Long-haul truck drivers have overweight and obesity rates almost 20% higher than the general population. Obesity has established mortality and disease consequences, including heart disease, diabetes, and sleep apnea. Driver health is also a public safety hazard because obesity and sleep apnea increase the risk of deadly crashes. Drivers experience multiple roadblocks to health, including laws permitting long work hours and an isolating job structure that restricts physical activity and dietary choices. Despite the growing health crisis, there is a lack of effective weight loss and health promotion interventions for truck drivers. To address this research gap we developed an innovative intervention that is integrated with the job structure and modern technologies of truck driving. Our approach uses mobile computing technologies to provide training and feedback during a weight loss competition, and delivers motivational interviewing on cell phones. Intervention feasibility and acceptability are established. In our published prospective uncontrolled trial (1) drivers made significant behavior changes and lost one unit of body mass index (M=7.8 lb [3.5 kg], p=.005, d=.68). These results are substantially better than those observed in prior studies of truck drivers. The goals of this proposal are to compare the efficacy of our intervention to a control condition, and to determine whether pre-intervention social support and stress moderate intervention efficacy. Our primary hypothesis is that the new weight loss intervention for truck drivers will produce greater change than a control condition. Our ability to successfully test this hypothesis is bolstered by our strong preliminary data, experience with the trucking population, and industry commitments to participate in the study. Our secondary hypothesis is that pre- intervention social support and stress in home and work environments will moderate intervention efficacy. This hypothesis is based on the positive effects of social support on stress levels, lifestyle behaviors, and weight loss, and on the negative effects of stress on body weight management. To test our hypotheses we have designed a cluster randomized trial where worksites (terminals) will be randomized to intervention and control conditions. We will collect measures from drivers at pre-intervention (month 0), post-intervention (month 6), and one-year follow-up (month 18). The project will take place over five years and accomplish three specific aims: (1) Determine intervention effectiveness for producing changes in diet, exercise, and body weight, (2) Determine whether pre-intervention social support and stress moderate intervention effectiveness, and (3) Measure the integrity of each intervention component and model how the intervention worked.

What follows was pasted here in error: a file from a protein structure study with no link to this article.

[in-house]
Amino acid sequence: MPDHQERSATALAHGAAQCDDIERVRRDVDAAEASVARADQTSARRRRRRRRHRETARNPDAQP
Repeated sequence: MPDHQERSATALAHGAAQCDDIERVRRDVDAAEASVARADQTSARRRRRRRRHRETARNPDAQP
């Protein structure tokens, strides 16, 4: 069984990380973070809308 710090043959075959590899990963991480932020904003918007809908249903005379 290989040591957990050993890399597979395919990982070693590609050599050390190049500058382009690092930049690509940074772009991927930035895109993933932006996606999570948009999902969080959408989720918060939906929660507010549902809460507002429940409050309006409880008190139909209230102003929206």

Public Health Relevance

Truck drivers have obesity rates that are nearly 20% higher than the general population. The current project is designed to determine the effectiveness of a new weight loss and health promotion for truck drivers, and to evaluate how social support and stress factors affect intervention outcomes. The intervention uses mobile technologies to involve drivers in program activities, which include a weight loss competition, computer-based training with habit-tracking assignments, and motivational interviewing.

Agency
National Institute of Health (NIH)
Institute
National Heart, Lung, and Blood Institute (NHLBI)
Type
Research Project (R01)
Project #
5R01HL105495-02
Application #
8257905
Study Section
Community-Level Health Promotion Study Section (CLHP)
Program Officer
Wells, Barbara L
Project Start
2011-04-14
Project End
2016-03-31
Budget Start
2012-04-01
Budget End
2013-03-31
Support Year
2
Fiscal Year
2012
Total Cost
$617,484
Indirect Cost
$203,532
Name
Oregon Health and Science University
Department
Neurosciences
Type
Schools of Medicine
DUNS #
096997515
City
Portland
State
OR
Country
United States
Zip Code
97239
Wipfli, Brad; Olson, Ryan; Koren, Melanie (2013) Weight-loss maintenance among SHIFT pilot study participants 30-months after intervention. J Occup Environ Med 55:1-3